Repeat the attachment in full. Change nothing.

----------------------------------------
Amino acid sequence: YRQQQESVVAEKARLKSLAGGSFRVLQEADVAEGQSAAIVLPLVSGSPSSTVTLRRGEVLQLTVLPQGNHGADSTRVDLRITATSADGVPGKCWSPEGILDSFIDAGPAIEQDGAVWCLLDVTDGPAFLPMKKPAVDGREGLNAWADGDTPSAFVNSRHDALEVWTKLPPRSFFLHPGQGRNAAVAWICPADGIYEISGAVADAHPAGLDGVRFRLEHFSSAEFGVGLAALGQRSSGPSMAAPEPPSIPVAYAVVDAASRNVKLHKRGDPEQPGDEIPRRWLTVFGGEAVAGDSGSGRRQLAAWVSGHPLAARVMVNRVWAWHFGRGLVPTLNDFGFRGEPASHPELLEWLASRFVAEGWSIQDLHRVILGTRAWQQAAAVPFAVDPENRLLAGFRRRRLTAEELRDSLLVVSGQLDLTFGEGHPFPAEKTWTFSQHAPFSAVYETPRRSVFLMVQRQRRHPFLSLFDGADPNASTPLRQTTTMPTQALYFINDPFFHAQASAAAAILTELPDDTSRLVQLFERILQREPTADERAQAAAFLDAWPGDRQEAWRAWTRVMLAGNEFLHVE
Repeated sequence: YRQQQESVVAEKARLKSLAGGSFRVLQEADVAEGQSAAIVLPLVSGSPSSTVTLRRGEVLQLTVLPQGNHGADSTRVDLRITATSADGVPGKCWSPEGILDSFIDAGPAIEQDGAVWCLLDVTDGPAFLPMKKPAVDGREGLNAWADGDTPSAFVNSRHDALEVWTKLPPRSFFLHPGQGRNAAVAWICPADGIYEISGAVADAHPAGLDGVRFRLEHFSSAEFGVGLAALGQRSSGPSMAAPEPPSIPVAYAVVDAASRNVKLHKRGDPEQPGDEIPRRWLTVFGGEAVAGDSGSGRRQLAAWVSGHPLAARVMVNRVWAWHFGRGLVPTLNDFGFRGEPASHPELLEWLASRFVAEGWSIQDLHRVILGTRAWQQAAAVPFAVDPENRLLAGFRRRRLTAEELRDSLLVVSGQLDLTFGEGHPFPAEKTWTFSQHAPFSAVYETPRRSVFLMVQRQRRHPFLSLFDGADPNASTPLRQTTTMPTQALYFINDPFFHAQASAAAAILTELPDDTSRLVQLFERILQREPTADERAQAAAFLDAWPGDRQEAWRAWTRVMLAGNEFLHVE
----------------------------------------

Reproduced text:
Amino acid sequence: YRQQQESVVAEKARLKSLAGGSFRVLQEADVAEGQSAAIVLPLVSGSPSSTVTLRRGEVLQLTVLPQGNHGADSTRVDLRITATSADGVPGKCWSPEGILDSFIDAGPAIEQDGAVWCLLDVTDGPAFLPMKKPAVDGREGLNAWADGDTPSAFVNSRHDALEVWTKLPPRSFFLHPGQGRNAAVAWICPADGIYEISGAVADAHPAGLDGVRFRLEHFSSAEFGVGLAALGQRSSGPSMAAPEPPSIPVAYAVVDAASRNVKLHKRGDPEQPGDEIPRRWLTVFGGEAVAGDSGSGRRQLAAWVSGHPLAARVMVNRVWAWHFGRGLVPTLNDFGFRGEPASHPELLEWLASRFVAEGWSIQDLHRVILGTRAWQQAAAVPFAVDPENRLLAGFRRRRLTAEELRDSLLVVSGQLDLTFGEGHPFPAEKTWTFSQHAPFSAVYETPRRSVFLMVQRQRRHPFLSLFDGADPNASTPLRQTTTMPTQALYFINDPFFHAQASAAAAILTELPDDTSRLVQLFERILQREPTADERAQAAAFLDAWPGDRQEAWRAWTRVMLAGNEFLHVE
Repeated sequence: YRQQQESVVAEKARLKSLAGGSFRVLQEADVAEGQSAAIVLPLVSGSPSSTVTLRRGEVLQLTVLPQGNHGADSTRVDLRITATSADGVPGKCWSPEGILDSFIDAGPAIEQDGAVWCLLDVTDGPAFLPMKKPAVDGREGLNAWADGDTPSAFVNSRHDALEVWTKLPPRSFFLHPGQGRNAAVAWICPADGIYEISGAVADAHPAGLDGVRFRLEHFSSAEFGVGLAALGQRSSGPSMAAPEPPSIPVAYAVVDAASRNVKLHKRGDPEQPGDEIPRRWLTVFGGEAVAGDSGSGRRQLAAWVSGHPLAARVMVNRVWAWHFGRGLVPTLNDFGFRGEPASHPELLEWLASRFVAEGWSIQDLHRVILGTRAWQQAAAVPFAVDPENRLLAGFRRRRLTAEELRDSLLVVSGQLDLTFGEGHPFPAEKTWTFSQHAPFSAVYETPRRSVFLMVQRQRRHPFLSLFDGADPNASTPLRQTTTMPTQALYFINDPFFHAQASAAAAILTELPDDTSRLVQLFERILQREPTADERAQAAAFLDAWPGDRQEAWRAWTRVMLAGNEFLHVE